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    Inertial mass, gravitational mass, and the Higgs

    In other words, the higgs mechanism contributes directly to the stress-energy of the particle - did I understand correctly? If so, allow me to refine my understanding with another question. In the higgs model, does the contribution to the inertial mass and the contribution to the...
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    Inertial mass, gravitational mass, and the Higgs

    If we explain the origin of inertial mass with the Higgs mechanism, how do we explain the origin of gravitational mass? In other words, how does the Higgs mechanism contribute to the gravitational field of a particle? (Note: the closest thread I've found to this is...
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    Future construction - a theoretical estimate?

    Since ancient times our species has always looked toward the sky. For that reason I find it hard to believe we will cease our attempts to build ever higher. However, we may do both. In any case, this is a philosophical discussion which is not the concern of this thread. If you wish to pursue it...
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    Future construction - a theoretical estimate?

    Hmm... forgot about bedrock.. I suppose with a deep enough foundation that can be resolved. Of course, one would also need the technology to build that deep. and I guess you'd have to count the foundation depth as part of the total structure height as far as structural integrity is concerned. So...
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    Future construction - a theoretical estimate?

    Yes, I've thought of the space elevator as well. But I would like to focus more on the skyscraper problem (sorry if it wasn't highlighted enough). I would think that the problems for a skyscraper would be different, since it is not suspended and hence doesn't gain as much from centrifugal...
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    Future construction - a theoretical estimate?

    Suppose we had the technology to produce artificial diamond beams and carbon nanotube rope cheaply enough to use in large quantities. If we use the diamond for compressive load, and the CNT ropes for tensile load, how tall a skyscraper could we build using these materials, in theory? Is there...
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    Matter-antimatter imbalance - how do we know?

    Yes, if the matter and antimatter were close together, they would sooner or later annihilate, and we would expect to see the associated energy release. But would it not be reasonable to assume that where such events could occur, they have already occurred, for the most part, a long time ago...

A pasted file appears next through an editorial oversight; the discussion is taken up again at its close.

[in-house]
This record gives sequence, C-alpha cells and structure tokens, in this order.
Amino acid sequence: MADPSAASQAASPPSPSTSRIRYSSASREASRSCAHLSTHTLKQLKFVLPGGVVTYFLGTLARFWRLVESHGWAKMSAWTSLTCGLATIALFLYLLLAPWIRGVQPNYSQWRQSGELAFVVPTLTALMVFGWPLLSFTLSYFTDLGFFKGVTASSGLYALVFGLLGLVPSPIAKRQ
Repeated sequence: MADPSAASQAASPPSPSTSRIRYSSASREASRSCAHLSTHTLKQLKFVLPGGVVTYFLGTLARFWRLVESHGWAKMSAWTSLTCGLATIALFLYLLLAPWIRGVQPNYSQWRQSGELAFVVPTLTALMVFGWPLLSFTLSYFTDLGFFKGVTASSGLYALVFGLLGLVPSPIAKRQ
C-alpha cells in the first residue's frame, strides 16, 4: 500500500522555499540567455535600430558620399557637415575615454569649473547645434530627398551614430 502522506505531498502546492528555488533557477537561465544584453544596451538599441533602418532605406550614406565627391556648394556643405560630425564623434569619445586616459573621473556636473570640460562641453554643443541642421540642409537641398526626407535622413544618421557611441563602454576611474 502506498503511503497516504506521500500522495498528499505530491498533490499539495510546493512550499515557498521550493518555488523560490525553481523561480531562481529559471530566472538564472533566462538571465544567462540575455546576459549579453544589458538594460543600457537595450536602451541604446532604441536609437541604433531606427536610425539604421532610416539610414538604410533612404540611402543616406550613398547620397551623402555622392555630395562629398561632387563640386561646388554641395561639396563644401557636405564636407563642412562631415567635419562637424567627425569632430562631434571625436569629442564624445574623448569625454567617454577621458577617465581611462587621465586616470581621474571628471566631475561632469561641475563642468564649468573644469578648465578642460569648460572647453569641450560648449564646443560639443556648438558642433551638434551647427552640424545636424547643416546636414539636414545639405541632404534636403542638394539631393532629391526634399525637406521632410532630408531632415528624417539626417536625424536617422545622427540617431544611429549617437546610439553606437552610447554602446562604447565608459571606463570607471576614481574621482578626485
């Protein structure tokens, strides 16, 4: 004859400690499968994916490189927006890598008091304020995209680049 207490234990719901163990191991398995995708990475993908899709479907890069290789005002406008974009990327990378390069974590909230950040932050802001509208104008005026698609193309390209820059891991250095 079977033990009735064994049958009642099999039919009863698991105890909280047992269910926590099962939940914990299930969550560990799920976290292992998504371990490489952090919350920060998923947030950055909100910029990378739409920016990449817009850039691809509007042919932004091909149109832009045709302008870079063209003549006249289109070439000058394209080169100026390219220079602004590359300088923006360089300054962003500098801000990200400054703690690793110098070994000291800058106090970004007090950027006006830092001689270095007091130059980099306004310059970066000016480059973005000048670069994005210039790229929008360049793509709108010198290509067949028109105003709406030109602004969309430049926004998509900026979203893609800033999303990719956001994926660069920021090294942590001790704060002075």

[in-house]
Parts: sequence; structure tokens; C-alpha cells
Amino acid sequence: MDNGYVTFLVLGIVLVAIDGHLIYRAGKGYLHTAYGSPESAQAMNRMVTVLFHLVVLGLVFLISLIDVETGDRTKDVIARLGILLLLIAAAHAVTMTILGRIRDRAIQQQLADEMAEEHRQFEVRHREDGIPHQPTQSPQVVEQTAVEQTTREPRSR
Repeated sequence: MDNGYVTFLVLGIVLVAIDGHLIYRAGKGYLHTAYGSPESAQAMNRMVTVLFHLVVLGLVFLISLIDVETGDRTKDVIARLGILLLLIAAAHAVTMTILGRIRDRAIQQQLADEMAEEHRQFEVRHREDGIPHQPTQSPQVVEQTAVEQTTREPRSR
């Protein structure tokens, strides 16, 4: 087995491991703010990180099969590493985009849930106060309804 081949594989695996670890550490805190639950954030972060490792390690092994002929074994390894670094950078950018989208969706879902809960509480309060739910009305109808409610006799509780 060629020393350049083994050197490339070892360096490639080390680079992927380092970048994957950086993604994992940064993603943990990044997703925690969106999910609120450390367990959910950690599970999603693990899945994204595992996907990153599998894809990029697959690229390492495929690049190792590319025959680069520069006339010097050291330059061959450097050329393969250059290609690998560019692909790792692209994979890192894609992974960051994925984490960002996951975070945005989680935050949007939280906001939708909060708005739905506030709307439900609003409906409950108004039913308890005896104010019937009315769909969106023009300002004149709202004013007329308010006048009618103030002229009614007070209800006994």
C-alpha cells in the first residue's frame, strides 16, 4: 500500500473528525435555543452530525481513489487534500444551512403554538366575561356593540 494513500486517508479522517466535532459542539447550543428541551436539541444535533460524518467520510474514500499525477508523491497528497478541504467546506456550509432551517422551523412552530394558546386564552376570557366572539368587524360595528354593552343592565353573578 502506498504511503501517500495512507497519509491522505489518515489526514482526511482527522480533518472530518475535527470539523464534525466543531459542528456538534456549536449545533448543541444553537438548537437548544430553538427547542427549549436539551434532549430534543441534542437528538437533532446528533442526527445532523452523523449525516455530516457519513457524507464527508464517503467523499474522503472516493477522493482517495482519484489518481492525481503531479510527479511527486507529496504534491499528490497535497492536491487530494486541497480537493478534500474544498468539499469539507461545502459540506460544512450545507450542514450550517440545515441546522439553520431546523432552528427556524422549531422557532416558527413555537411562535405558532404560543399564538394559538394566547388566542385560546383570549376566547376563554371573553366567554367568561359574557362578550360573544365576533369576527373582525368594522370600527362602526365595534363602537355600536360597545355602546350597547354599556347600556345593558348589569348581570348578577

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    Matter-antimatter imbalance - how do we know?

    In my thread regarding the telescopic detection of antimatter, it was concluded that we cannot discern anti-matter from matter when observing it via telescope. As a follow-up, I have another question - or rather a few tightly connected questions: If we cannot tell the difference when looking at...
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    Can we tell apart antimatter from matter?

    Hello, assuming we can detect antimatter with some telescopic technique just like we can detect matter, is there any way to tell them apart? How would this be done?
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    Hypersonic drag - spherical vs pointed nose

    This is a hypothetical question that I am curious about.. Suppose we are trying to design a projectile that is intended to travel at high hypersonic velocities, on the order of mach 10 or 20, through air (you can assume sea-level density for argument's sake). Would an ideally sharp round...
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    Exothermic reactions that release hydrogen?

    Hello, I was wondering if there are any exothermic (or otherwise spontaneous) chemical reactions that release hydrogen, in which the reagents and products aren't strongly hazardous? I know of the reaction of alkali metals with water, but these produce strong alkaline solutions.. Perhaps one...
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    Misc. Double slit - do it yourself?

    In hebrew there is a separate word for the part where the wave goes around an obstacle, and another word for the part where two waves combine and either add up or cancel each other. When I say "diffraction", I mean the former (going around obstacles), and when I say "interference" I mean the...
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    Misc. Double slit - do it yourself?

    There's also a difference between monochromacity and coherence. Monochromacity is when the light is all the same wavelength. Coherence is when it is all in the same phase. A laser has both of these qualites, whereas typical white light (e.g. from a lightbulb) has neither. And when I said one...
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    Misc. Double slit - do it yourself?